Of course this doesn’t happen. The store is at best, with no interruptions, a minimum of an hour away. I am not able to leave my house until 9am. So many things went wrong between the night before and the morning of. And at this point I hit huge traffic at one of the main junctions, a toll plaza that squeezes a five lane highway into a three. At 9:20, with a good forty minutes left in the drive, I message my partner for the day that I am ‘only about twenty minutes away’. He misunderstands, calls his boss, and says I told him I was an hour away. His boss calls MY boss and now I get a call in my car from a woman who has already chewed me out for tardiness ‘why do I have X’s boss telling me you said you were an hour away’. Dig. ‘Oh no no no Donna, you totally misunderstand. I told him I was only TEN minutes away’. DIG DIG DIG. I have a guy who thinks I’m twenty minutes away. His boss who thinks I’m an hour away. My boss who thinks I’m ten minutes away. AND I’M STILL FORTY MINUTES AWAY. Man, meet grave. Now I am anxious, frustrated, I am cursing silently (and not so silently) at drivers left and right. The ones in the left lane are too slow and not moving fast enough. The ones in the right lane are equally frustrated I assume but are driving too fast to let me in so I can pass the ones on the left. In ten minutes, my entire career could be over. How would I explain this to my parents. My friends. How will I support myself. Who’s going to pay me to blog about being single and lonely?! In ten minutes WHAT IF my boss, already noting my pattern of tardiness, calls me back to see my status. Or calls my partner. Or calls the store. WHAT IF my partner corrects his boss but then she decided to check in on me in TWENTY minutes. How do I tesseract the distance between my point and the point where the store is.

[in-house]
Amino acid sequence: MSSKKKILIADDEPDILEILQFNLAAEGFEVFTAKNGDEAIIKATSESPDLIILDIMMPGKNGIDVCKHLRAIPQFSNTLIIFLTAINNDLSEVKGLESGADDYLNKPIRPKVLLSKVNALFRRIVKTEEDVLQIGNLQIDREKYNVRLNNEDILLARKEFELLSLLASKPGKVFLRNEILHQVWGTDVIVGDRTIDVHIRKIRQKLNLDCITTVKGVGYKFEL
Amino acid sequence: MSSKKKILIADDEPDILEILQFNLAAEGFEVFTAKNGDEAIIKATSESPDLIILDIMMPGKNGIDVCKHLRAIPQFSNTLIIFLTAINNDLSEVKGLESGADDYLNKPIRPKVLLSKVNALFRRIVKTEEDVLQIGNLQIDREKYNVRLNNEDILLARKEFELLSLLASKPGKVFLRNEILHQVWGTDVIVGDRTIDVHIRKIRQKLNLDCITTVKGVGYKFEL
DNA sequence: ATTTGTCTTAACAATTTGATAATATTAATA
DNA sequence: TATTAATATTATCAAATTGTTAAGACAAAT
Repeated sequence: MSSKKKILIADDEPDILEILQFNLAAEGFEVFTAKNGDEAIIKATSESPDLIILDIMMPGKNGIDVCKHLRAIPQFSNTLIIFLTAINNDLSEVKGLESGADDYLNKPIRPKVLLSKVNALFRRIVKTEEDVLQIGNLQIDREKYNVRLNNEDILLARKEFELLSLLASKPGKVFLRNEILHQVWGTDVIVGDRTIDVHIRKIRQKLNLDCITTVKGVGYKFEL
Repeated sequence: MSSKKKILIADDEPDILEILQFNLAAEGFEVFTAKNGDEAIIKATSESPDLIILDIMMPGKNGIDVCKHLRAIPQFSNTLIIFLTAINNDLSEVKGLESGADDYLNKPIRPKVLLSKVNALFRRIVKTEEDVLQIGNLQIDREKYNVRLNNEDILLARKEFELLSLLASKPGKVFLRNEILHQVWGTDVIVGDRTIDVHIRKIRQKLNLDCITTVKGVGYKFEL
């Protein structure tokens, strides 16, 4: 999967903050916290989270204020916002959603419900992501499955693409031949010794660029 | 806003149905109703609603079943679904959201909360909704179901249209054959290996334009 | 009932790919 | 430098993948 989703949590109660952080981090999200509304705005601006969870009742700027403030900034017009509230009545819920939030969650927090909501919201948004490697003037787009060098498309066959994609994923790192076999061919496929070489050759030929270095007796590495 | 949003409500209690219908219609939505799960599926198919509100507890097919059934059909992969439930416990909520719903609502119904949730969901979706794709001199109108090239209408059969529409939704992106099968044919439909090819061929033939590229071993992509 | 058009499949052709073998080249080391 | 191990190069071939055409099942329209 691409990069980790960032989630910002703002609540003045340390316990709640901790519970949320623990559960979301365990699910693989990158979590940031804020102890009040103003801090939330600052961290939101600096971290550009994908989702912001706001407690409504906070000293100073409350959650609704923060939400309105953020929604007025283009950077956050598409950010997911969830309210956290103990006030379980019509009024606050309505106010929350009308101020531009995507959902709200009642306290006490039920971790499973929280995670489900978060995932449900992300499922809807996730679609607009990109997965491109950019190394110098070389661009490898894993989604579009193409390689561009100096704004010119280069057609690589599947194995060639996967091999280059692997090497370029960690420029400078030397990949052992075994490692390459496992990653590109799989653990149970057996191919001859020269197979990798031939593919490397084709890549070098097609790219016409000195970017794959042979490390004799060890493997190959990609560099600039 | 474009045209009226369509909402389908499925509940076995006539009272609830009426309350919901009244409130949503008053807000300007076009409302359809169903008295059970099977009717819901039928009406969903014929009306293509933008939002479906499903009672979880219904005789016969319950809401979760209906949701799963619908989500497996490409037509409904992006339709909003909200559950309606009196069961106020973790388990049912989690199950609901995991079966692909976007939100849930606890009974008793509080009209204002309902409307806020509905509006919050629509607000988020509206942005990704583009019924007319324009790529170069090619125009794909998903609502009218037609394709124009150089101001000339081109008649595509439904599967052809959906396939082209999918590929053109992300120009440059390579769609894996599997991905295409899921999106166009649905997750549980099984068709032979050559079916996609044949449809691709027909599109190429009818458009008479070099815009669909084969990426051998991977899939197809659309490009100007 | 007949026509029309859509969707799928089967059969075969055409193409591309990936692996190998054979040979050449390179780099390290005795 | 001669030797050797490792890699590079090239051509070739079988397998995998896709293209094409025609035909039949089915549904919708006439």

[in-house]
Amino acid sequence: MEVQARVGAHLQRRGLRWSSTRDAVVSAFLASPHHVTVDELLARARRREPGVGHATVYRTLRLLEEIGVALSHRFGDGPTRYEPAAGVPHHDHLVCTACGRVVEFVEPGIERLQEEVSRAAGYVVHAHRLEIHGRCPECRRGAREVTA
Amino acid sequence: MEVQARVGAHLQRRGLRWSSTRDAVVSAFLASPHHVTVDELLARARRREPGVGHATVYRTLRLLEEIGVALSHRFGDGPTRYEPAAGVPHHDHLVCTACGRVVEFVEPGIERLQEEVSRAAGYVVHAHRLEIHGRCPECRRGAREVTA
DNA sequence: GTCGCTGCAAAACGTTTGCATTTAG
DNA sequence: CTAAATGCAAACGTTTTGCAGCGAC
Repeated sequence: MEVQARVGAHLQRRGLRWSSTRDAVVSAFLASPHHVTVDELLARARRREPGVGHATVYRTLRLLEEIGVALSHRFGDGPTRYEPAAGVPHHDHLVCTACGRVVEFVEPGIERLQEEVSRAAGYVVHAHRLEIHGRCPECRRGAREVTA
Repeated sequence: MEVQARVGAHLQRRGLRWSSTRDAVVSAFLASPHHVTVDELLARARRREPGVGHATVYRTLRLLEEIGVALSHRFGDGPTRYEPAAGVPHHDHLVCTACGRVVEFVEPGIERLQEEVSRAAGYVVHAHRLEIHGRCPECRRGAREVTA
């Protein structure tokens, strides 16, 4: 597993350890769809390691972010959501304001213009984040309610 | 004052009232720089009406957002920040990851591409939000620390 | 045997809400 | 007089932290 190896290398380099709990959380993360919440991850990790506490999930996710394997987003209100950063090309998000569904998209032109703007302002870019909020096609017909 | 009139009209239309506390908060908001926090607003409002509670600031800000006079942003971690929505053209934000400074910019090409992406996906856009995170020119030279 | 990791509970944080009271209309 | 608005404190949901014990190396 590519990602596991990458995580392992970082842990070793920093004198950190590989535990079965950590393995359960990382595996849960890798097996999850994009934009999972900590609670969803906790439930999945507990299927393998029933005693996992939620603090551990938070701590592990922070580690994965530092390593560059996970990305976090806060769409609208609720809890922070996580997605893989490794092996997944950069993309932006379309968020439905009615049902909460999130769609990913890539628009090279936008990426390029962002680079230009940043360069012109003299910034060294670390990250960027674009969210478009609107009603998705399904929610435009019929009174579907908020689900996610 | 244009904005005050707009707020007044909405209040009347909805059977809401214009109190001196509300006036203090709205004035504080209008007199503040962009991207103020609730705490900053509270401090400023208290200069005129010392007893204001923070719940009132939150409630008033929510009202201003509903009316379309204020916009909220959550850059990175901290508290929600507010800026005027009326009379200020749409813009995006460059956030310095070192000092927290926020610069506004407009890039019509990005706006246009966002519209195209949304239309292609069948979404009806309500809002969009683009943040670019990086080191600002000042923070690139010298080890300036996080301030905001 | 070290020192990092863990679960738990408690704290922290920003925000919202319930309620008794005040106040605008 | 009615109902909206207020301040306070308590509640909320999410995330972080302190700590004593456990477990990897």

I still have my job. No one called anyone. I can’t keep living like this.

Day 28

Man: 22 Loneliness: 6

3 thoughts on “Day 28: The Man and the Clock on the Wall

  1. I agree with you on the lateness issue. This Filipino ‘norm’ is quite a tick. I had the great opportunity once to study under an English professor who once lived in New Zealand but now resides in the Philippines with his family and boy was he strict about time! I learned through him. I learned the hard way but at least I did. Thanks for reminding me to always be on time! 🙂

    Liked by 1 person